|Vin-dic-tive - Deviant Art|
Guest blog by Jenny Brown
The pubic gallery was packed at Hendon Town Hall last night as residents, teachers, school governors and teaching assistants listened to the councillors question and discuss the issues regarding the Education Funding Agency's application for the building of an all-though Ark Pioneer free school on green belt land. LINK
Barnet Planning Committe rejected the planning application for the Free School proposed by ARK PIONEER.
The EFA/ARK can appeal but the fact that Barnet council turned down the ARK PIONEER application for planning permission has particular reference to Free Schools in general.
The decision from Barnet shows how important it is to get involved at the planning application stage and to have local councillors working with residents and resident associations.
The proposed site is in a Labour ward with active hard working councillors. Conservative supporters lobbied their councillors too so the Conservative dominated planning committee was not prepared to pass this over-development so near to other primary and secondary schools that have scope for expansion.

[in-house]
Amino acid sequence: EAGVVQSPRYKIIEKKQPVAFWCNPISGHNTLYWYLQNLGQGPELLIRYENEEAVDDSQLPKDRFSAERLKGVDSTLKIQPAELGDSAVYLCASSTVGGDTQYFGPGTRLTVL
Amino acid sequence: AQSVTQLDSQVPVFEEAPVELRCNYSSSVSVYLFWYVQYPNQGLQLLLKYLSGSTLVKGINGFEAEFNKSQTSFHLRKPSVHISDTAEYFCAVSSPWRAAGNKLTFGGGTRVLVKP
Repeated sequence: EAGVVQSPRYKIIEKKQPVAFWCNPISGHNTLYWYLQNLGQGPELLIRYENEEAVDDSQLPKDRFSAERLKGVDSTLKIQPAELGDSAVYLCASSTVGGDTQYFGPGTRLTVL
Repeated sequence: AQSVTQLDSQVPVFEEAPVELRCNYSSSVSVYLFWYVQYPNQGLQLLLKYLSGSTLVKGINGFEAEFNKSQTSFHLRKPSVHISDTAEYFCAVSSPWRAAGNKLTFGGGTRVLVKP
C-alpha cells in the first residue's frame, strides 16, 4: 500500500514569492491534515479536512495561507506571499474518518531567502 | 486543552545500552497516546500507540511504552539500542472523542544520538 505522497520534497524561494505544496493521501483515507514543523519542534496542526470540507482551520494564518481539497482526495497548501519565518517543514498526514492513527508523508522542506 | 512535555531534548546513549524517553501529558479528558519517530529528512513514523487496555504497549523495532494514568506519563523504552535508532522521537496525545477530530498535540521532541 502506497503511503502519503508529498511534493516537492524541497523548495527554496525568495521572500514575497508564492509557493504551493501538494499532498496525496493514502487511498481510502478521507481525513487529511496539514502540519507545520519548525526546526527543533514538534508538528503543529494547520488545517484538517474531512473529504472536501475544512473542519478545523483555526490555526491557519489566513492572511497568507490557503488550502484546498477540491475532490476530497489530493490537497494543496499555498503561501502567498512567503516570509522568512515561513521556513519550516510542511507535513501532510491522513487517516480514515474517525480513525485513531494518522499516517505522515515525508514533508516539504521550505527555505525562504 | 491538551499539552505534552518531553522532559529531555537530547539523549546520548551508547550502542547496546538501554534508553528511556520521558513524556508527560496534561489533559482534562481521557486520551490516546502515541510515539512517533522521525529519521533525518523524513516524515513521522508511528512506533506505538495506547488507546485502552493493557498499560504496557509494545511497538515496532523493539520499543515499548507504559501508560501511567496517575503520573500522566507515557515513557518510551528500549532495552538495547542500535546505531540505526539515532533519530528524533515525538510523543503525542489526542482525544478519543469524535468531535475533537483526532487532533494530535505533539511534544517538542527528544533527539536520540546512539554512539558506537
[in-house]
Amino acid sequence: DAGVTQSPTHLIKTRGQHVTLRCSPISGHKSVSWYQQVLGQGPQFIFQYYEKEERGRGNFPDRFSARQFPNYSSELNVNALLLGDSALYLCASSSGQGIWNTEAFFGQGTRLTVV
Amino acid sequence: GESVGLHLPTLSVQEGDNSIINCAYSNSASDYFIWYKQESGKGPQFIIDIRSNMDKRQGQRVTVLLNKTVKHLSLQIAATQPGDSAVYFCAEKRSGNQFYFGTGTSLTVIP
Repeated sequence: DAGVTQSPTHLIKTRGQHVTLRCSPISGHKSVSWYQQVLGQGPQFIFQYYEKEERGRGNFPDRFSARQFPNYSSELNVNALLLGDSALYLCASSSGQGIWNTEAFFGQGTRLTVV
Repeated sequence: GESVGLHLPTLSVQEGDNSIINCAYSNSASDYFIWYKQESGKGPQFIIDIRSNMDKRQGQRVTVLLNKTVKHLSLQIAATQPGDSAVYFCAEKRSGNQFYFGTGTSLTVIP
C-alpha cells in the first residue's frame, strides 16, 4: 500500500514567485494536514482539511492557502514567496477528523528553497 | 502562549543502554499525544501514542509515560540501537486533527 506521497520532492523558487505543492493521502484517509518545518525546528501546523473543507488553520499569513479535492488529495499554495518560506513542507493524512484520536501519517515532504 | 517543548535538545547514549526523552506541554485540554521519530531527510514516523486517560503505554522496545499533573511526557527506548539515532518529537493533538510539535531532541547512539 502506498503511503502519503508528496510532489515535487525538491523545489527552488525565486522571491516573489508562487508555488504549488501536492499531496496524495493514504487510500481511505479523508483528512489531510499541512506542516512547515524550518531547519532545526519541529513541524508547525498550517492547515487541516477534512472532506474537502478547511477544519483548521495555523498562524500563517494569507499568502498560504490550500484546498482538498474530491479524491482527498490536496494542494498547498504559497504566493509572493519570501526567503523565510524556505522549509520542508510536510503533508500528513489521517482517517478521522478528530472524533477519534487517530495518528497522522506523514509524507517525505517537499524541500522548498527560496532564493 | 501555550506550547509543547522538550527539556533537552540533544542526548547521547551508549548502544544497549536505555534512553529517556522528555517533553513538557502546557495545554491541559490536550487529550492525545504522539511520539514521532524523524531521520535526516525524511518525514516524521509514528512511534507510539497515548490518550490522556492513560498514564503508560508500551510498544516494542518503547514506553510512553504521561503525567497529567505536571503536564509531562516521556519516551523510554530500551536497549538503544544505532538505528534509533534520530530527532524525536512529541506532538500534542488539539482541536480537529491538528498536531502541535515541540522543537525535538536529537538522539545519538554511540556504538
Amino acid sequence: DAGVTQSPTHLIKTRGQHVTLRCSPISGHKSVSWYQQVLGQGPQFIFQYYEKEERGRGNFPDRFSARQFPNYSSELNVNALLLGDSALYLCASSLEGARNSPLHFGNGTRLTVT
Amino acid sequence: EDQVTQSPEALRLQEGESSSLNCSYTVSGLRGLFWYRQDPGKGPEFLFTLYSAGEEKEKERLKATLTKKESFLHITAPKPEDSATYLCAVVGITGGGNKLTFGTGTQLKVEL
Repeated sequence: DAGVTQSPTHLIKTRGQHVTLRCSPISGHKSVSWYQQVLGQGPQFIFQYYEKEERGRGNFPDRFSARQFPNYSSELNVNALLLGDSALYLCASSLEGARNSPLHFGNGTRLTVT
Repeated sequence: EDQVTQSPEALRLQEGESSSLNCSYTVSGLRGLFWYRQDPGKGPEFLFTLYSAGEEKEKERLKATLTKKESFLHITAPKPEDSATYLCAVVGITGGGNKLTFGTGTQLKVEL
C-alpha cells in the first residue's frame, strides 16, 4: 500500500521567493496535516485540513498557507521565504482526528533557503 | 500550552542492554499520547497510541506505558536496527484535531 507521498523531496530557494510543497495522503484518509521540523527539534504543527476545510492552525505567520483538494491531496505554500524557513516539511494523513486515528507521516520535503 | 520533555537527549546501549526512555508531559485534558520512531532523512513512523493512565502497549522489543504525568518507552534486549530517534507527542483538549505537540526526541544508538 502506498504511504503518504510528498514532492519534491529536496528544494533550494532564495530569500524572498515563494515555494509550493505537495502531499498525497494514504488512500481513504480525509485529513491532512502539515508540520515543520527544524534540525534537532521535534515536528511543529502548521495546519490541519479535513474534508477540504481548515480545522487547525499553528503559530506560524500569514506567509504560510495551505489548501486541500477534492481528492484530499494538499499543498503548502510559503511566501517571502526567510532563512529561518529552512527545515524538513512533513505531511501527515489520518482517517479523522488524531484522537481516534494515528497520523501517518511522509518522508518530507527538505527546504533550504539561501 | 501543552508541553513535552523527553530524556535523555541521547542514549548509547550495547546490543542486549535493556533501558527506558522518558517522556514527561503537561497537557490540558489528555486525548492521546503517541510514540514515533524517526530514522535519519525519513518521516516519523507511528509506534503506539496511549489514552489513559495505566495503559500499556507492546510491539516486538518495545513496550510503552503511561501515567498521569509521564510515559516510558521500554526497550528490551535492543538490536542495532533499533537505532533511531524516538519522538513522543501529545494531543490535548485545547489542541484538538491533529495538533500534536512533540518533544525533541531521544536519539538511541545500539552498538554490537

The message from Barnet is that we (parents, residents, governors and teachers) expect the recommendations and legal guidance for outside play space, safety and standards, to apply to Free Schools as they do to other buildings.
This stand from Barnet should be widely shared to empower other areas to defend themselves from Free Schools especially ARK PIONEER and their low level of education and building design.
Shortage of land for free schools is no excuse for not planning additional housing along with school places and infrastructure.
Last night the EFA /applicant for ARK argued that lack of outside play space was acceptable since in some free schools children play on roof tops. I think this one comment, tipped the balance against the whole project and the public were genuinely shocked.
Need for school places was especially relevant because the proposed site is green belt. The EFA and Tory councillors tried unsuccessfully to argue that although it is a site on green belt, there are officers, toilets and football stands built in the recent past. Even in leafy Barnet, air quality samples are too high and at the proposed site, Barnet Friends of the Earth found that it was high at the site.
Residents and councillors were unimpressed by the EFA offering to purchase roads, widen them and install traffic lights. which would increase air pollution from stationary vehicles at red lights.
Areas with unsound short term arrangements for schools, should let national education organisations such as CASE know.
CASE is aware of these issues for example at Kingston Community School children are in an unsafe building surrounded by main roads with no fire assembly point possible and no plan to get children to safety should there be any type of emergency. Buildings that are unsafe or unsuitable should not be accepted as schools. CASE would like to hear from anyone in the Kingston area who would like to help this particular school. Please visit the CASE website and consider joining.